Angry Customer at Store 'Smacks' County Judge Nelson Wolff's Hand Over Mask Ordinance

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County Judge speaks during a recent press briefing with a bandana around his neck. - SCREEN CAPTURE / KSAT
  • Screen Capture / KSAT
  • County Judge speaks during a recent press briefing with a bandana around his neck.
Apparently, some of us are taking this whole mask-in-public thing harder than others.

A man pissed off about the newly enacted ordinance "smacked" Bexar County Judge Nelson Wolff in the hand Wednesday during a confrontation about the policy at a local home improvement store, county spokeswoman Monica Ramos said.



Wolff, who created the ordinance a week ago by executive order, was in a checkout line at the Lowe’s at Interstate 10 and Callaghan Road. when he overheard a customer berating a worker for telling him he needed to wear a mask inside the building.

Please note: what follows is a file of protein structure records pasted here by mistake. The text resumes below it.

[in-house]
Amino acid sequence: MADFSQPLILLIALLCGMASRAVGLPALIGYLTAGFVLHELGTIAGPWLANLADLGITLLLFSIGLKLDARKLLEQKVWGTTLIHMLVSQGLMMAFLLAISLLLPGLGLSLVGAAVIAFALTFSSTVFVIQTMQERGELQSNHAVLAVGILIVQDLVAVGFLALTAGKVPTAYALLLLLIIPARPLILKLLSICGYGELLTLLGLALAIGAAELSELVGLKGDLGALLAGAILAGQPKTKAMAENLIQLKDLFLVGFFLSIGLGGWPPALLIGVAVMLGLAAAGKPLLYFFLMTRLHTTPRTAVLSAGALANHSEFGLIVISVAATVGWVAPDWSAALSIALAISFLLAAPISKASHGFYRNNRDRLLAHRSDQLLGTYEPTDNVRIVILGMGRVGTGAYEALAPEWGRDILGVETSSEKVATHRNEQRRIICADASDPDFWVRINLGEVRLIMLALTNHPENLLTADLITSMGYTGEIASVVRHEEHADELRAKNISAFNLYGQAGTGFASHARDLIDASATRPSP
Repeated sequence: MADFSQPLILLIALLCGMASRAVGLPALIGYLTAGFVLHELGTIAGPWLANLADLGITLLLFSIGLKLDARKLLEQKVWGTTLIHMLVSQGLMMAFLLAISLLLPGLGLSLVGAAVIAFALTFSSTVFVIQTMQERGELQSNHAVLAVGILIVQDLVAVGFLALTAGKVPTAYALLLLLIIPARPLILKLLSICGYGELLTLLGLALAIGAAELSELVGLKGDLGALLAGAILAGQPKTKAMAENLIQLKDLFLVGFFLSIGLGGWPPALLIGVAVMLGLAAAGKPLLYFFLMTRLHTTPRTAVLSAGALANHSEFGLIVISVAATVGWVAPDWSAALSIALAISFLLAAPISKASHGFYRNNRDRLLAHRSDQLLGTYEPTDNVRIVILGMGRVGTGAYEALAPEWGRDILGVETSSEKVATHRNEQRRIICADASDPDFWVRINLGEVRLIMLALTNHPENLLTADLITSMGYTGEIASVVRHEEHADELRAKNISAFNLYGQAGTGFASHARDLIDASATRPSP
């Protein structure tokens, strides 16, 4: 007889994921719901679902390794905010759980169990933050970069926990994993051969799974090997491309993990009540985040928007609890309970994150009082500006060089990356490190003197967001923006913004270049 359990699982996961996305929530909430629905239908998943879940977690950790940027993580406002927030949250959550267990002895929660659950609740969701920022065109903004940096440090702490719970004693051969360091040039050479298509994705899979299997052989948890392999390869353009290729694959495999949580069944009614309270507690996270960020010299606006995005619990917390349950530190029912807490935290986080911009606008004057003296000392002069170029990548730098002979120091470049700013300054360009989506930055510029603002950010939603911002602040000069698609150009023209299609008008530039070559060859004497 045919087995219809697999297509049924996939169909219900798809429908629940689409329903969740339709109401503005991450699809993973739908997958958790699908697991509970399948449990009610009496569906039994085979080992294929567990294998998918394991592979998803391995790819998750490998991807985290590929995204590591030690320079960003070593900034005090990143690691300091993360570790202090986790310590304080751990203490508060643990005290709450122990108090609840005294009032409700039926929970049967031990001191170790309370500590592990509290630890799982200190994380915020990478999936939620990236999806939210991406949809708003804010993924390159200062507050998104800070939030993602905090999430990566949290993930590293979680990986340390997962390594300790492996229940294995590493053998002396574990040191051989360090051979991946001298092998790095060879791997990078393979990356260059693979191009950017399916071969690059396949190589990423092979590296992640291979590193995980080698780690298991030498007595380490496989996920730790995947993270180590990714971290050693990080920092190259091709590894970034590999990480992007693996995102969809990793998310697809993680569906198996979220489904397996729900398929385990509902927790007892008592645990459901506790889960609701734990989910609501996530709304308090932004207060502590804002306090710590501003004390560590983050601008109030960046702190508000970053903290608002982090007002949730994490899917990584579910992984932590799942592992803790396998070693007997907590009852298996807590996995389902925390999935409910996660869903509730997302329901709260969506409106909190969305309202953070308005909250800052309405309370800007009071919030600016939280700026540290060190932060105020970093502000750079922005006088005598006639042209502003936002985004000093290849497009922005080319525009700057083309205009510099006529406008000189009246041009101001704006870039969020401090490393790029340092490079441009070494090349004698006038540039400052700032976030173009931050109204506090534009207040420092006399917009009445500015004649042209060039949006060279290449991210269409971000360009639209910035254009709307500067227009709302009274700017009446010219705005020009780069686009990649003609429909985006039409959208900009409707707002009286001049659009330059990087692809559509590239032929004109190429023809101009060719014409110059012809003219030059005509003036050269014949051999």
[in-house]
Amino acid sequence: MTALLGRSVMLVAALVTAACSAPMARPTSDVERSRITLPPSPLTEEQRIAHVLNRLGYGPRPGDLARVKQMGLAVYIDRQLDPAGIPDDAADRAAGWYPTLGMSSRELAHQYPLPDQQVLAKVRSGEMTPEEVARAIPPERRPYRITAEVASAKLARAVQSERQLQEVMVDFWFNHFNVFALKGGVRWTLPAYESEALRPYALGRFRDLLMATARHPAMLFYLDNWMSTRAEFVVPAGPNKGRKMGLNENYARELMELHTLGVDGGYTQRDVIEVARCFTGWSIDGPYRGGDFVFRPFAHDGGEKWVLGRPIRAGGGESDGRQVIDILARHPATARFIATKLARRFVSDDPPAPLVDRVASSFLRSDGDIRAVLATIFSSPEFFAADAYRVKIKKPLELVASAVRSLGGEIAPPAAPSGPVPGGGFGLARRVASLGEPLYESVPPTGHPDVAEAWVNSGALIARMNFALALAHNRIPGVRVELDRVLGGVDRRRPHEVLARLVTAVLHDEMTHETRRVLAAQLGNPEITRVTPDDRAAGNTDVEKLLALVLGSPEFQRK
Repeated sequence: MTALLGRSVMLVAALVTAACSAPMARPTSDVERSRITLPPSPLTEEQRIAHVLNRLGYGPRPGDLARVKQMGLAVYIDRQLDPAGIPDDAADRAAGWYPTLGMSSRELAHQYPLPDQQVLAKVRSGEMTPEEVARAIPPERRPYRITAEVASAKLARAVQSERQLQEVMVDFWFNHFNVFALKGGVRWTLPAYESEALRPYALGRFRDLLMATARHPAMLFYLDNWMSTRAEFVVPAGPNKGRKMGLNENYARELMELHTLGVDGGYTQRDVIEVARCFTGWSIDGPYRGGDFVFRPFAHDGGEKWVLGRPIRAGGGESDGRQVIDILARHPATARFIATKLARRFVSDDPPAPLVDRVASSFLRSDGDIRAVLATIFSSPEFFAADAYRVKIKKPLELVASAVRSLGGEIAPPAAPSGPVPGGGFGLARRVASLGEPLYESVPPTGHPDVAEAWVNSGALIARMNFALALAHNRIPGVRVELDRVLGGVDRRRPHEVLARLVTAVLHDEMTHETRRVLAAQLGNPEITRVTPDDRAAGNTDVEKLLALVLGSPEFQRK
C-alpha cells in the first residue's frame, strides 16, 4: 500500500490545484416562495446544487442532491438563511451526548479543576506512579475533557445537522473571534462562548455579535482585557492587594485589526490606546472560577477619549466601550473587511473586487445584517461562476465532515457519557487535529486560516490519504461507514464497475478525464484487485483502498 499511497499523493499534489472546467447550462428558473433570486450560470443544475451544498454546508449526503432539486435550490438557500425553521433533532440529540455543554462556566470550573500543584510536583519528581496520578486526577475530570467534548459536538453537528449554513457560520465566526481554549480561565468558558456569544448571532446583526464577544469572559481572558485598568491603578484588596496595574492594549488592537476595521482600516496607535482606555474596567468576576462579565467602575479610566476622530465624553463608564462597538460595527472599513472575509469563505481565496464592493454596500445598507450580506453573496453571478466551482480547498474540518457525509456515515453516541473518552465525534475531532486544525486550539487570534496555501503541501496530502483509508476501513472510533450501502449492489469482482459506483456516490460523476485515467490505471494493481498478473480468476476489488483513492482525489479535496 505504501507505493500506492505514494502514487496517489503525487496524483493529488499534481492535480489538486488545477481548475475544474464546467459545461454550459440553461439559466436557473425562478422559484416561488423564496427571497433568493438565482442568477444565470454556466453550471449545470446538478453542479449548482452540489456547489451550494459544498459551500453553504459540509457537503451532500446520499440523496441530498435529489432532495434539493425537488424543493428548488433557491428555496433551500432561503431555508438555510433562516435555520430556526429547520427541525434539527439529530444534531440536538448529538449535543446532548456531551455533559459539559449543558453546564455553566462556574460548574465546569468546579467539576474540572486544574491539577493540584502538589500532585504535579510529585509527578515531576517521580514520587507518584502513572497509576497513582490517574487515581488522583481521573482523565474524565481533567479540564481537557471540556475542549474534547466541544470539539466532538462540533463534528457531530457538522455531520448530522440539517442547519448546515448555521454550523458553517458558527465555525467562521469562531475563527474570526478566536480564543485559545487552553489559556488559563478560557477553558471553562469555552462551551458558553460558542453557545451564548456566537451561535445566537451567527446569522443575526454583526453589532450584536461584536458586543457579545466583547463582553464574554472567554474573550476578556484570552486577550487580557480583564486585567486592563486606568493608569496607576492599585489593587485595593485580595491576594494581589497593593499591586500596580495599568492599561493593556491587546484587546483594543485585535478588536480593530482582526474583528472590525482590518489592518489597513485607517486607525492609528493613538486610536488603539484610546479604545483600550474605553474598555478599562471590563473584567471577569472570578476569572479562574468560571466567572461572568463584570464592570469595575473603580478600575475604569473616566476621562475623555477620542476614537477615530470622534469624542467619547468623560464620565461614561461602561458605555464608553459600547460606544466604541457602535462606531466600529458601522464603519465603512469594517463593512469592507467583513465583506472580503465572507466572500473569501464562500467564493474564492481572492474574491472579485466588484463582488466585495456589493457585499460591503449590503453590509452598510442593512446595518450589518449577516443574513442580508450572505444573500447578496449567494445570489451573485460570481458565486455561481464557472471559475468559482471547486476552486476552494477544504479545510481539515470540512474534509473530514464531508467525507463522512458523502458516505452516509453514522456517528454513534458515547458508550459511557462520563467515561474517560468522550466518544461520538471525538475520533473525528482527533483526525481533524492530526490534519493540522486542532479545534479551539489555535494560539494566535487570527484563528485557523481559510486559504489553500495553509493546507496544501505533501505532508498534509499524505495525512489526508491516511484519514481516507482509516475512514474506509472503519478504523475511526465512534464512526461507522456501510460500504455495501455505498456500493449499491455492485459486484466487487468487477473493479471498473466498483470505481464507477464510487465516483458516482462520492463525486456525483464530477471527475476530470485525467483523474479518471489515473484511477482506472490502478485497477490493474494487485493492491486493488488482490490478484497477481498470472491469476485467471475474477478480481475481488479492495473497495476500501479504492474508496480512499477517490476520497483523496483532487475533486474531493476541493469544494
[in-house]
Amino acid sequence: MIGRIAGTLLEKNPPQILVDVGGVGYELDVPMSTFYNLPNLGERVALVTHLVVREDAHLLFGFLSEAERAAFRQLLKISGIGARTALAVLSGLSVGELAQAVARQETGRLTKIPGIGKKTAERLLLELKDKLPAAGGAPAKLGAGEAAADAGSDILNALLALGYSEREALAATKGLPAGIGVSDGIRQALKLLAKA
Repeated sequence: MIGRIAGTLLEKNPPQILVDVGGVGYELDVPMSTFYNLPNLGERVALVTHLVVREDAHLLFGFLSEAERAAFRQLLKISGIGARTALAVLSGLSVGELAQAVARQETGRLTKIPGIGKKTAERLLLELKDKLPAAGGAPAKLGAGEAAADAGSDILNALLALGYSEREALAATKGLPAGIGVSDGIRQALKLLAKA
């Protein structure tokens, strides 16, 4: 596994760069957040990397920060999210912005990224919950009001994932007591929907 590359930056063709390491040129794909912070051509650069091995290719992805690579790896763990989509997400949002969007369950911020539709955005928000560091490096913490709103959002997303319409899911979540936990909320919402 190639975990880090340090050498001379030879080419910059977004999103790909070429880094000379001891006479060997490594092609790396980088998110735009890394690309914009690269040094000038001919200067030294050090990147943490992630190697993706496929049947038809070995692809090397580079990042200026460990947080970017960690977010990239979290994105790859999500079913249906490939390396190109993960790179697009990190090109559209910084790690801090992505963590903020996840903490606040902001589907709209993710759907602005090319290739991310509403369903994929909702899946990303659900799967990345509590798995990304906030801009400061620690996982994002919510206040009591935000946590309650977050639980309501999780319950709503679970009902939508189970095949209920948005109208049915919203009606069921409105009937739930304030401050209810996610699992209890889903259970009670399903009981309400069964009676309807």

"The man became belligerent and eventually abusive to this poor lady, and the judge tried to intervene and defuse the situation," Ramos said.



According to Ramos, Wolff tried to hand the angry customer his business card in a bid to let him vent over the phone. In surveillance video supplied to the Current, the man can be seen slapping the card from Wolff's hand. In the clip, Wolff is wearing a face covering and a straw hat.

The judge responded by dialing Bexar County Sheriff Javier Salazar and putting the lawman on the speaker of his mobile phone, Ramos said. At that point, the suspect left the store and Wolff followed, recording the license plate number of his vehicle.

Deputies are now trying to find the man to get his side of the confrontation, Ramos said.

The incident follows several days of county officials visiting local businesses to make they are following the ordinance, which went into effect Monday. Wolff issued the order in response to a spike in local COVID-19 cases.

So far, deputies have issued warnings to some businesses but no fines.

Despite medical research showing that masks are effective at diminishing the spread of COVID-19, they have emerged as one other thing to quarrel over in the nation's culture war.

Even so, Ramos said she's not aware of any other county officials being struck over the ordinance.

"We've never encountered this," Ramos said. "This is a first."

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